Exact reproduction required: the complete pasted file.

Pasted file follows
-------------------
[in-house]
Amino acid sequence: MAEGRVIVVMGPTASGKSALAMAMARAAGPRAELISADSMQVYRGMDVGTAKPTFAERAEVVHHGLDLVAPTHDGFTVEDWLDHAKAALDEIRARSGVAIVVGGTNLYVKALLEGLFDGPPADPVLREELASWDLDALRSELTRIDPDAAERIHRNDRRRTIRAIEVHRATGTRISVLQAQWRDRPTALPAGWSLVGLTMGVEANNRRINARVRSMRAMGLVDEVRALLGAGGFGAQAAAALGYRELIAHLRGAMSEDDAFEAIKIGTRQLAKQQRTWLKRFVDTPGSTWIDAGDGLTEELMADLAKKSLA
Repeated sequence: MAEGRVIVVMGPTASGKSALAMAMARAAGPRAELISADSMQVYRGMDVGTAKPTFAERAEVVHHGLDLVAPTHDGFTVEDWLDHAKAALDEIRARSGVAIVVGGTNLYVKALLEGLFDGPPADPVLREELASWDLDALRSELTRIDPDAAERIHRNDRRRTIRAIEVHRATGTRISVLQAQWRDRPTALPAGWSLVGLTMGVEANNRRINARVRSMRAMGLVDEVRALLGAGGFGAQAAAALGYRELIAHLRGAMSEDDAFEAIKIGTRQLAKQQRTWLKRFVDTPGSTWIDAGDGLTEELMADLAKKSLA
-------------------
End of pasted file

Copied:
[in-house]
Amino acid sequence: MAEGRVIVVMGPTASGKSALAMAMARAAGPRAELISADSMQVYRGMDVGTAKPTFAERAEVVHHGLDLVAPTHDGFTVEDWLDHAKAALDEIRARSGVAIVVGGTNLYVKALLEGLFDGPPADPVLREELASWDLDALRSELTRIDPDAAERIHRNDRRRTIRAIEVHRATGTRISVLQAQWRDRPTALPAGWSLVGLTMGVEANNRRINARVRSMRAMGLVDEVRALLGAGGFGAQAAAALGYRELIAHLRGAMSEDDAFEAIKIGTRQLAKQQRTWLKRFVDTPGSTWIDAGDGLTEELMADLAKKSLA
Repeated sequence: MAEGRVIVVMGPTASGKSALAMAMARAAGPRAELISADSMQVYRGMDVGTAKPTFAERAEVVHHGLDLVAPTHDGFTVEDWLDHAKAALDEIRARSGVAIVVGGTNLYVKALLEGLFDGPPADPVLREELASWDLDALRSELTRIDPDAAERIHRNDRRRTIRAIEVHRATGTRISVLQAQWRDRPTALPAGWSLVGLTMGVEANNRRINARVRSMRAMGLVDEVRALLGAGGFGAQAAAALGYRELIAHLRGAMSEDDAFEAIKIGTRQLAKQQRTWLKRFVDTPGSTWIDAGDGLTEELMADLAKKSLA